THE much-awaited album Tsoka Dzerwendo by Alick Macheso is now out and there is still debate raging as to whether the sungura maestro has outdone his previous works.
BY ADMIRE JAMU-MLAMBO
Although there has been so much hype in the wake of the album’s release, it may be early days to judge.
The album seems to be enjoying air play on all radio stations. It is a six-track compilation with songs Baba, Kurarama Inyasha, Wandirangaridza, Munyaradzi, Gungwa and Mude Mude.
Some fans have argued that there is nothing to write home about the album although it is arguably better than its predecessor, Kwatakabva Mitunhu.
Two of the songs on the album — Gungwa and Wandirangaridza — are, however, set to be top hits.
“There is no doubt that Tsoka Dzerwendo is a better album than Kwatakabva Mitunhu. Macheso has slightly improved, although on some of the songs there is discord both on guitars and the vocals, especially on the song Munyaradzi,” said one Macheso fan.
He, however, noted that it was an average effort when pitted against Macheso’s earlier works, Magariro, Vakiridzo, Simbaradzo, Zvakanaka Zvakadaro, Zvido Zvenyu Kunyanya, Vapupuri Pupurai and Ndezvashe.
For many of Macheso’s fans, there is a strong possibility that the new offering is not what they had expected, particularly after a four-year drought.
“There are only three good songs – Mude Mude, Gungwa and Wandirangaridza — otherwise there is no expertise introduced. The rest of the songs are just ordinary.
Macheso should really up his game to
match the standard he set on Vapupuri Pupurai,” a Harare kombi driver said.
Macheso may still be paying the price for losing some of his seasoned band members in the mould of Lucky Mumiriki, Obert Gomba and Darlington Chabata who he poached from Chazezesa Challengers soon after the death of Peter Tazvida, Noel Nyazanda whom he recruited from Leonard Zhakata’s Zimbabwe All Stars and Innocent Mjintu from Barura Express.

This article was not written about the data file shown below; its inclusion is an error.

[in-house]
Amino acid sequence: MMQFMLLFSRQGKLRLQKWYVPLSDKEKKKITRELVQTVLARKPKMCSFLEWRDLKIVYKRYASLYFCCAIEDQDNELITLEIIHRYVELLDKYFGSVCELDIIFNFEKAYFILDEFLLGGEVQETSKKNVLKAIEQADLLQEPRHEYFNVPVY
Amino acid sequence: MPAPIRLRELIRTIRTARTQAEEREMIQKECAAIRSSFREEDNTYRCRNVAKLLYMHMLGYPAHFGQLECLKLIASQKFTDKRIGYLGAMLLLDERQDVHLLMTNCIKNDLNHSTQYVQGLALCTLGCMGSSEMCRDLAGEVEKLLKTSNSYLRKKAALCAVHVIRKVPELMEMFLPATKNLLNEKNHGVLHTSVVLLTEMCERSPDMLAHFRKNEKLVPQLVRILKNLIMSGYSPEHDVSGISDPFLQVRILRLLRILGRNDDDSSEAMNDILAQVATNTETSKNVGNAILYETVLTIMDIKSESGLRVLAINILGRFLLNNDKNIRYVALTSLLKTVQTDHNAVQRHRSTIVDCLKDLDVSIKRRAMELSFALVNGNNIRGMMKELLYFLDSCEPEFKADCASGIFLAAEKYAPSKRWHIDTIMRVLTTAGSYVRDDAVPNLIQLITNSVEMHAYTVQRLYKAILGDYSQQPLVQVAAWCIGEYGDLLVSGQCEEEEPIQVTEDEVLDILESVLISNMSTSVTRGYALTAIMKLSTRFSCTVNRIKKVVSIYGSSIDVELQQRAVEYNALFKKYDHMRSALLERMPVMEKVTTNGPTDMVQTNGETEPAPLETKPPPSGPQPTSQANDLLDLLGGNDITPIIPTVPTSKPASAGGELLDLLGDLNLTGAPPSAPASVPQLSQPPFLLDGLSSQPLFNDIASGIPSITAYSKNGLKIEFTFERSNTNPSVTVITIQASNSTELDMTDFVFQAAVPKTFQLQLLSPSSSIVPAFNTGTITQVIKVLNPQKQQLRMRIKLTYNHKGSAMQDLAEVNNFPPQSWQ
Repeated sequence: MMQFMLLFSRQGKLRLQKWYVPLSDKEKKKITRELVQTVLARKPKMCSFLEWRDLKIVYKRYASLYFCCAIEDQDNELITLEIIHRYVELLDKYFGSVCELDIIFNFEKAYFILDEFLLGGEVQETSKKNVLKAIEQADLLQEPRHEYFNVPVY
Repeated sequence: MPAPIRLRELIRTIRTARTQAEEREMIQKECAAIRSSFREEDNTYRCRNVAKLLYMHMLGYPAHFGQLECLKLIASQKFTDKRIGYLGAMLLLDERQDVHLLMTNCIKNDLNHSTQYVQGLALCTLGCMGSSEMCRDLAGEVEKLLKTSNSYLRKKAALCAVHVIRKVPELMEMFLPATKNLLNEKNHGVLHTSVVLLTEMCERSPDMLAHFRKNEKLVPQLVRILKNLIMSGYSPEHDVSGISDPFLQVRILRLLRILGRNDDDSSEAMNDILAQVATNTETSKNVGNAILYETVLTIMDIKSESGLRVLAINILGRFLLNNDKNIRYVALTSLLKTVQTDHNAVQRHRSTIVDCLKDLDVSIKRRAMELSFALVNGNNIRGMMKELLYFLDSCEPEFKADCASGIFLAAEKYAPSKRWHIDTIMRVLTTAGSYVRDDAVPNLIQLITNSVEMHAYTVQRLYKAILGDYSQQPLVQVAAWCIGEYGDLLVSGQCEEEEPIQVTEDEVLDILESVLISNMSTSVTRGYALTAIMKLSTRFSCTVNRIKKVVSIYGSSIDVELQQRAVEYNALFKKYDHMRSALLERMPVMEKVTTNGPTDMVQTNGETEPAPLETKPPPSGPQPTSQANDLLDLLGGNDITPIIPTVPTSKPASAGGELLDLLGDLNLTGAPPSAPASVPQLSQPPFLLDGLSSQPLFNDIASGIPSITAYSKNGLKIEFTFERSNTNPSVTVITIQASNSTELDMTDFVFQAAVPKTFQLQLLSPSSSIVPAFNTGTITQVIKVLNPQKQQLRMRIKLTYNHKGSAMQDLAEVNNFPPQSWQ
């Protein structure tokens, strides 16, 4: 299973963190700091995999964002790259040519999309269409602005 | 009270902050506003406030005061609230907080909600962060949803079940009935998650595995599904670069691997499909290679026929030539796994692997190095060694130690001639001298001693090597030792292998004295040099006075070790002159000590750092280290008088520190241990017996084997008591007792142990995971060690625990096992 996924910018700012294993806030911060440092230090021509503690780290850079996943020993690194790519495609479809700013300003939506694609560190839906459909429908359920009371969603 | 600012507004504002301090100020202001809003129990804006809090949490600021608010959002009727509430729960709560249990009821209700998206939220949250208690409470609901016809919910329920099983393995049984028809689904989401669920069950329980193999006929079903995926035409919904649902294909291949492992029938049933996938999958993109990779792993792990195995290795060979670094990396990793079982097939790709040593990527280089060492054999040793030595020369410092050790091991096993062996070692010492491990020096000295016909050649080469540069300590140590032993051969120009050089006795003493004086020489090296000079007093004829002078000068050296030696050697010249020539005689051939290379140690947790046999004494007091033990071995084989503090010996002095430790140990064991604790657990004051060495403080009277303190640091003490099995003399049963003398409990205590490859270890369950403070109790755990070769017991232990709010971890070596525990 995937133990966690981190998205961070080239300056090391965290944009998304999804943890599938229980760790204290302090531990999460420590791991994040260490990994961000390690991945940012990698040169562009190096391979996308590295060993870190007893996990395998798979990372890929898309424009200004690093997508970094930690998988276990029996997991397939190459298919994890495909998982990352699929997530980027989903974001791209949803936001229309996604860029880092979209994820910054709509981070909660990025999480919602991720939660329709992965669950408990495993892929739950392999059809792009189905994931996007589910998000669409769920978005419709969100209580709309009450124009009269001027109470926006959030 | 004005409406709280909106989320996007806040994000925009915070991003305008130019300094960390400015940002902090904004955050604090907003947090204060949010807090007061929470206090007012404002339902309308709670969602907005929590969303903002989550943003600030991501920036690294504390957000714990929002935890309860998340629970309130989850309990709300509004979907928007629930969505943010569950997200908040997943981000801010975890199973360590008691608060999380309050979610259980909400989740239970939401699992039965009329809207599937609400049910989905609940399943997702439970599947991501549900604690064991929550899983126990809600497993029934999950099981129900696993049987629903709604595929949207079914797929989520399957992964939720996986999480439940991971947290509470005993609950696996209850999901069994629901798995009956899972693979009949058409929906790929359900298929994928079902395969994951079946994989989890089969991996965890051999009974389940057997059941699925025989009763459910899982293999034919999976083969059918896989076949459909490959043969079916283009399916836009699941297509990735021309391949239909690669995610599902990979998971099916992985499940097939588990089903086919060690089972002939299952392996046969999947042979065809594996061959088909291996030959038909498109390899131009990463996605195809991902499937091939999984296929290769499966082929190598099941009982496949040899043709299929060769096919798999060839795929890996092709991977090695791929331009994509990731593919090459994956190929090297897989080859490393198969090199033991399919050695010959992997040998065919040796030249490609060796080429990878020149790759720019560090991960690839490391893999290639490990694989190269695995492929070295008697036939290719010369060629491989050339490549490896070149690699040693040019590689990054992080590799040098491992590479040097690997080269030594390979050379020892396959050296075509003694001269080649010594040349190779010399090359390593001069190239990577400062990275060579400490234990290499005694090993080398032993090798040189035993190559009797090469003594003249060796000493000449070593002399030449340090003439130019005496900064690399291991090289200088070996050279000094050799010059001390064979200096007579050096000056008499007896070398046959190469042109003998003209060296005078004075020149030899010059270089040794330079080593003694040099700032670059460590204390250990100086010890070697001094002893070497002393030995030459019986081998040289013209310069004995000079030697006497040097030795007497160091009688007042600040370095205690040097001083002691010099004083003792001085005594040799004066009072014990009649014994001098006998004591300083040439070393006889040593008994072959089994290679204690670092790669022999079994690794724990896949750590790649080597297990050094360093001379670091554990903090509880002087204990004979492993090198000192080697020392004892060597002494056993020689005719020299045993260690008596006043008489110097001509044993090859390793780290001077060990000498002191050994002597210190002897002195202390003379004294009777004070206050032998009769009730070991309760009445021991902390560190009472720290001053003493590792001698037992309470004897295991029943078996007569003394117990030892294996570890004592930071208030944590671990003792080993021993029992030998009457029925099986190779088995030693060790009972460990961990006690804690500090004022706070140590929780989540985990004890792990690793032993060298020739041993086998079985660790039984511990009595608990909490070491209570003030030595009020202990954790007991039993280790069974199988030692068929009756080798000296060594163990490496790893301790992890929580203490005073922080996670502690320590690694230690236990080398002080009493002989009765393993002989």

However, with the current set up at Orchestra Mberikwazvo, which is now composed largely of inexperienced members recruited from smaller groups, it shall take time for them to adjust to Macheso’s standards.
This may be a reason it took him time to release the album Tsoka Dzerwendo. History has it that Macheso would release one hit of an album after another with the ease of the sungura maestro that he has become.
Macheso says he took a long time to release the latest album as he needed to get his newly-recruited members used with the Orchestra Mberikwazvo system, but from the latest offering, it is clear that there is an X-factor still missing.
The rich talent he lost was a major contributor to the brand Macheso associated with quality productions. Perhaps his redeeming grace is that he has become such a brand that die-hard fans would still give this album the thumbs up.
But going forward, Macheso may need to go back to the drawing board and re-strategise. He should not be carried away by the current hype because soon, when sobriety returns, the wiser among the fans will be able to pick out what is amiss.
Macheso should be mature enough to appreciate that he would need to do some serious soul searching and and defend his brand.